“Chessie BIBI” Index for Streams

Interstate Commission on the Potomac River Basin

Measuring Stream Health

The Chesapeake basin-wide index of biotic integrity for stream macroinvertebrates, or “Chessie BIBI,” is a multi-metric index of biological health for freshwater streams and small, wadeable rivers in the Chesapeake Bay watershed. It is composed of family-level macroinvertebrate metrics (indicators) that discriminate strongly between high quality and degraded stream conditions.

The index was inspired by the Potomac BIBI and conceptualized in a 2008 Chesapeake pilot study. The index was developed in 2011 and updated and refined in 2016-2017 with Chesapeake Bay Program (CBP) support. Data from over 25,000 macroinvertebrate samples collected and counted by state, federal, and local agencies, and citizen groups were merged into a common database structure and used to develop the index. Crucial to the index’s success was the involvement of several technical advisory groups comprised of regional experts and resource managers.

Developing the Index

A map showing stream health within the Chesapeake Bay.

Chessie BIBI (family-level version of the bioregion index) ratings for streams and small rivers in the Chesapeake Bay watershed. When sufficient data (n > 3 catchments) are available, HUC12 watersheds are colored per the rating of their average index score. Otherwise, individual sampling locations are indicated and colored per their ratings.

A suite of metrics was calculated for each macroinvertebrate sample and samples were classified into one of five disturbance categories based on habitat and water quality conditions at the sampling site. Categories ranged from Reference (best quality) to Severely Degraded (poorest quality). Values of the macroinvertebrate metrics at Reference sites were then used as benchmarks against which other sites were scored.

Eight possible constructs for selecting and scoring metrics for the index were examined. The most discriminatory metrics representing key attributes of the community (composition, richness/diversity, pollution tolerance, habit, feeding group) were selected for the index. Bioregion and regional (Inland, Coast) spatial scales were investigated. Metrics keyed to order-, family-, or genus-level attributes were used to build versions of the index for different taxonomic resolutions of the raw counts. Order-level metrics are less sensitive, but they do not require laboratory enumeration and are suited for rapid screening in the field. Family-level metrics generally performed well, and bioregion indices built from scored family-level metrics had classification efficiencies between 70.4% and 90.0%. Bioregion indices built from genus-level metrics performed marginally better than family-level indices in some but not all bioregions.

A common scale of five narrative ratings was applied to the index scores of each taxonomic and spatial version of the Chessie BIBI index. The 50th, 25th, and 10th percentiles of each version’s index scores in Reference conditions were used to define Excellent, Good, Fair, and Poor macroinvertebrate status. A fifth rating, Very Poor, was defined by half the value of the 10th percentile. Ratings from the same taxonomic and spatial version of the index are directly comparable and can be used to estimate percentages of stream in healthy condition across the Chesapeake watershed.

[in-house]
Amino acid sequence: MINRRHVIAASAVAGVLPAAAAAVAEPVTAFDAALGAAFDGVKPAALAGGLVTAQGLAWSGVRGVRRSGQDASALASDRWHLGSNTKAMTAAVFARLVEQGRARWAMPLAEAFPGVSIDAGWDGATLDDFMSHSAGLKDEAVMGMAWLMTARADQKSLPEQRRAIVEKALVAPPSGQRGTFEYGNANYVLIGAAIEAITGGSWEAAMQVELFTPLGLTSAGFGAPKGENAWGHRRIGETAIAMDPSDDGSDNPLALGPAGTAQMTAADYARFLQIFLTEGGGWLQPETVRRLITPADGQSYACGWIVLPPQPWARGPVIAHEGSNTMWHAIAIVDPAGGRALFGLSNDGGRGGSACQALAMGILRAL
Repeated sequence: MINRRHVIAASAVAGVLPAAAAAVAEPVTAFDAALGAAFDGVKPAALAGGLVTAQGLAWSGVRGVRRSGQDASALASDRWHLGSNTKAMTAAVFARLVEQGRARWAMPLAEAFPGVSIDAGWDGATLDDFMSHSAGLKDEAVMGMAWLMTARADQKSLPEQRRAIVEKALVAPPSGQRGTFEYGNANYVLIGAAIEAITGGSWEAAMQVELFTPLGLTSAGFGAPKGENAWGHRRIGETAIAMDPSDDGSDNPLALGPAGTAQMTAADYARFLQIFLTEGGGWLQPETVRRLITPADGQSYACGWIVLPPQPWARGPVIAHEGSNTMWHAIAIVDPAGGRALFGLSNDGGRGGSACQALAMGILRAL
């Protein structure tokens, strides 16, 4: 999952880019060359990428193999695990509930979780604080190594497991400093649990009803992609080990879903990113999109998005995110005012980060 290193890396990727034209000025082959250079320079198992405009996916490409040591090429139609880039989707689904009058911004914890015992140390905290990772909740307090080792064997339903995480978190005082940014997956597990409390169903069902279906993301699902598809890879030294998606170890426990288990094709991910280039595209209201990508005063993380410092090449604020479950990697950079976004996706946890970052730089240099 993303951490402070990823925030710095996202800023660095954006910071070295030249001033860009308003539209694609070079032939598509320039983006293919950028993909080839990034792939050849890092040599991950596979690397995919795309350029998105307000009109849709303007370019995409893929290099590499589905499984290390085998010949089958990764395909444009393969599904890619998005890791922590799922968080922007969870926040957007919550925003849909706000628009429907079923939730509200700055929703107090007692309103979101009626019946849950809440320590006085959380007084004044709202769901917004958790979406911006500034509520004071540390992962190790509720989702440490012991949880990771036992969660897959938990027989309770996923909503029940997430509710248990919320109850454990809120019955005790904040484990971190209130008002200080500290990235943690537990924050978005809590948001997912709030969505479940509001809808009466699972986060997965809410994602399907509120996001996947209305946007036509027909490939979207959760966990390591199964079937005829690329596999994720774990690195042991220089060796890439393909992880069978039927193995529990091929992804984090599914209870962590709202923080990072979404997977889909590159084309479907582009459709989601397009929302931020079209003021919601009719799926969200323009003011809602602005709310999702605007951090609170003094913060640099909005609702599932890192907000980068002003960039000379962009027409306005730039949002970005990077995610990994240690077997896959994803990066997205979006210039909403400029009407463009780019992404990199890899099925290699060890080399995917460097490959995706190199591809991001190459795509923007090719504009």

Databases and Analysis Tools

In 2019 and 2020, ICPRB and CBP updated the 2017 dataset with additional data and produced a Chessie BIBI package containing the R-scripts, shape files, spreadsheets, and documentation needed to calculate a suite of metrics and the family-level, bioregion-specific Chessie BIBI from merged datasets of raw macroinvertebrate counts. The open source Rstudio program will be needed to run the R-scripts. The raw data, calculated metrics, and BIBI package are available in the online archive.

Database Versions: As demonstrated in the Chessie BIBI package, repeated runs of the program can produce slightly different index scores and ratings. This is due to the random selection of rare individuals in each program run as a sample is reduced to 100 individuals (rarefaction) in the data normalization step. Minor modifications made in 2019 to the habit assignments of a few macroinvertebrate taxa also changed the index scores and ratings at several stations. The scores and ratings used in the 2017 refinement version are called Version 2.0. Those calculated with the 2019 program from the same raw data are called Version 2.01. The updated database constructed in 2021 is Version 3.01.

Creating a Management Tool

Turning the Chessie BIBI index into an effective tool to track progress towards the CBP Stream Health management goal requires decisions on when and how to use it. At a 2018 workshop, scientists and managers agreed to measure stream health basin-wide with the Chessie BIBI and selected the 6-year period between 2006 and 2011 as the most practical “2008 baseline.”

The Chessie BIBI Timeline

Timeline: Chessie BIBI in Potomac and Chesapeake Assessments

Other ICPRB reports/projects

2017 Chessie BIBI

  • Maloney, K. O., D. M. Carlisle, C. Buchanan, J. L. Rapp, S. H. Austin, M. J. Cashman and J. A. Young. 2021. Linking Altered Flow Regimes to Biological Condition: an Example Using Benthic Macroinvertebrates in Small Streams of the Chesapeake Bay Watershed. https://doi.org/10.1007/s00267-021-01450-5.
  • Maloney, K. O., K. P. Krause, C. Buchanan, L. E. Hay, G. J. McCabe, Z. M. Smith, T. L. Sohl, and J. A. Young. 2020. Disentangling the potential effects of land‐use and climate change on stream conditions. https://doi.org/10.1111/gcb.14961.
  • Maloney, K. O., Z. M. Smith, C. Buchanan, A. Nagel and J. A. Young. 2019. Predicting biological conditions for small headwater streams in the Chesapeake Bay watershed. https://doi.org/10.1086/700701.

2011 Chessie BIBI

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